Monday, January 31, 2011

Little short poems that live in my notebooks

The literary world, so full of epics and 40-line free verse and fat sestinas, doesn’t seem to have much room for little short poems. So these babies don’t get out much. It’s okay, little poems–don’t be scared.

* * *


The dog’s note, a word.
We know his bark at night
like your daughter’s voice on the phone
saying she’s fine, but can she come over,
a stranger laughing behind her,
can she have dinner,
can she please come home.

* * *


Her laugh
like a coin
in the laundry dryer
of your heart—
seven more minutes
maybe eight.

* * *

Evening, July

The cat slides two paws
under the screen door. Outside,
wind scratches the grass.

* * *


She writes goodbye on her nametag,
avoiding that middle step
of breakfasts at the window
and nights on the steel chairs
of the hospital. She says
it was nice to know you,
fixes her lipstick
in the smooth face
of a steak knife.

* * *

Horse Dreams
ten years old

Pinto, paint,
apple-drop gray,
red roan, tunnel black,
Assyrian chargers,
then a neck,
a river-run shoulder, gone
back to the night
where all the horses sleep,
where I keep
a small saddle.

Saturday, January 29, 2011

Book review: A Day, a Dog

A Day, a Dog

By Gabrielle Vincent

Front Street Inc., 1999

$16.95 hardcover

This book was such a discovery that I remember exactly where I was when I first saw it several years ago. The dog on the cover caught my eye at M Is for Mystery, San Mateo’s great bookshop. I opened it to the first page, and within a minute I had tears in my eyes. By the time I’d finished it (it’s a picture book; it doesn’t take long), I knew that in the name of kindness and of all good things in the universe, I had to buy it. This book is that profound.

In spare, exquisite charcoal drawings, Belgian author/illustrator Gabrielle Vincent begins with a heartbreaking image: a dog being thrown from a car. The dog chases it, but the car speeds away until he’s exhausted, confused, despondent. How do we know a dog is despondent? That is the secret of this book: Vincent’s remarkable ability to depict body language with a few simple lines. We follow the dog through the first day of his sudden, unwanted freedom, wandering roadways, causing a traffic accident, roaming a desolate beach, and finally skulking through back alleys. In the end, Vincent leaves us on a hopeful note (which I won’t give away), and we’re left to draw our own conclusions. Does the dog find happiness? I have to believe he does. It still chokes me up to think about it.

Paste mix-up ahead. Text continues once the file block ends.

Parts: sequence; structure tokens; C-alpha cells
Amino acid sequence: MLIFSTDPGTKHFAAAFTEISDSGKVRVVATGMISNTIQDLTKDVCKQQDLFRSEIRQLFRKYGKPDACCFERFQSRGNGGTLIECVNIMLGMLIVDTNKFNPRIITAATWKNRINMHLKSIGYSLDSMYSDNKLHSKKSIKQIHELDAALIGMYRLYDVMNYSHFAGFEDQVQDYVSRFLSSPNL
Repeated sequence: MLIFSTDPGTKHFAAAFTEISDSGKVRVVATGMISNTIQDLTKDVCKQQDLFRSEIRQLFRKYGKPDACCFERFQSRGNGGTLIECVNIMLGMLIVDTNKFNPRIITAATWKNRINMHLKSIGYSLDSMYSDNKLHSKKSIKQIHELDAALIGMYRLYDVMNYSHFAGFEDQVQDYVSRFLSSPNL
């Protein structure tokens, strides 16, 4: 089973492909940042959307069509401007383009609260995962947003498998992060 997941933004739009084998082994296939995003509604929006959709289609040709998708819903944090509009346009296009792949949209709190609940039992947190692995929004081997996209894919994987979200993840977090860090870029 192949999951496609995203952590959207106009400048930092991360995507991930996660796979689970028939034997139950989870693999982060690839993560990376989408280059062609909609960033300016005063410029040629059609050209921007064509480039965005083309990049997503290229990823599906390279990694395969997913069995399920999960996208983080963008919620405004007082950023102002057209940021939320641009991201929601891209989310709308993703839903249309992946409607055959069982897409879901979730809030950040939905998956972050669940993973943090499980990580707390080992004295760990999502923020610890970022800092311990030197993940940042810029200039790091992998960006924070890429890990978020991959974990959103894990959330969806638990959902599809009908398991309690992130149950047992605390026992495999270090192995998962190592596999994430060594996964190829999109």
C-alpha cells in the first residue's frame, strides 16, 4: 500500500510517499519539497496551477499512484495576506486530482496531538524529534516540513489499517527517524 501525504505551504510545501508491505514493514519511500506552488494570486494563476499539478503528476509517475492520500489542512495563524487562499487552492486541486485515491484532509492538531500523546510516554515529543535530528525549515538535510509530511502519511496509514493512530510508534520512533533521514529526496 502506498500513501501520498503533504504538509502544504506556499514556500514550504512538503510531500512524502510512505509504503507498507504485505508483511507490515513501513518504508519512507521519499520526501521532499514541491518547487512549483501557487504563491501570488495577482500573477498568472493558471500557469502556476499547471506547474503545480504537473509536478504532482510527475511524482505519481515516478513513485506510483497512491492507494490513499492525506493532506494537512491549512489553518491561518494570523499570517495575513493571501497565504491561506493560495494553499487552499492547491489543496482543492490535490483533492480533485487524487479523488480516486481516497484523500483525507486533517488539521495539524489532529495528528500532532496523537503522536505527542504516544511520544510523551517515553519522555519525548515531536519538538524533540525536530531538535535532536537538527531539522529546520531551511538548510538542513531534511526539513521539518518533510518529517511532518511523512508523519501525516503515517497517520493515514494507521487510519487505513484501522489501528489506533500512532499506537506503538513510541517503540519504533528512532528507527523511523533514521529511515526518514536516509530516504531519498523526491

Though Vincent is known for her children’s stories, this book would have disturbed me as a kid. But perhaps with gentle parental guidance, it can be a catalyst to helping children understand their responsibility toward other living creatures. For the rest of us, it’s both a harsh reminder of how cruel people can be and an affirmation that compassion for animals is a gift we can—and should—offer every day of our own lives.

List: Possible Reasons Why My Cat Is Fat

Is on a “calorie-counting” diet but can’t count.

Does not use rowing machine enough.

Orders out during the day.

Does not want my other fat cat to feel self-conscious.

Blew out a knee while attacking a burglar.

Will not switch to margarine.

Surreptitiously takes bites out of me as I sleep.

Diet pills make him bitchy.

Will only do ab crunches if treats are involved.

Idolizes Glen “Big Baby” Davis.

Father was also fat.

Is depressed about the economy.

Hot Pockets.

Saturday, January 1, 2011

Book Review: Lives of the Monster Dogs

Lives of the Monster Dogs
by Kirsten Bakis
Warner Books, 1997,
$12.99 trade paper

This is not your father’s Frankenstein. Not his Lord of the Flies, either. It’s a little of both.

Lives of the Monster Dogs begins with mad scientist Augustus Rank getting his kicks by amputating and reattaching cows’ legs. (Animal lovers will be cringing for about ten pages, but it’s worth the trouble.) When he decides to build an army of genetically engineered animals, Rank chooses dogs for their loyalty and unthinking savagery. He finds a quiet spot to carry out his research—an enclave in the frozen reaches of northern Canada—and spends the next few decades constructing a small army-in-training of highly intelligent dogs. And then he dies.

That’s when the Lord of the Flies part begins. The dogs are trained to walk upright, wear clothing and prosthetic hands, and speak English through voice-synthesis boxes. Without the charismatic Rank to lead them, the dogs realize that they’re basically slaves, and they rebel against their human captors—with spectacular success.

Then, in a wonderful twist, the liberated dogs find their way to Manhattan, where they’re instantly embraced as celebrities. They take up residence at the Plaza Hotel, are featured in a Vanity Fair photo spread, and throw lavish parties for their enthralled fans. The media and public are so fascinated by these exotic, erudite creatures that they’re willing to forgive the dogs of their bloody past. But there’s trouble ahead: The dogs’ genetic engineering is breaking down, and one by one, they’re reverting to their natural doglike state—an “illness” the sophisticated dogs find shameful and terrifying.

Bakis covers a great scope of ideas here: what is human, what is celebrity, and whether we’ll ever be able to navigate the ethical dilemmas of manufacturing living creatures. The resulting novel is a melancholy and entertaining fever dream—thought provoking, highly imaginative, and highly recommended.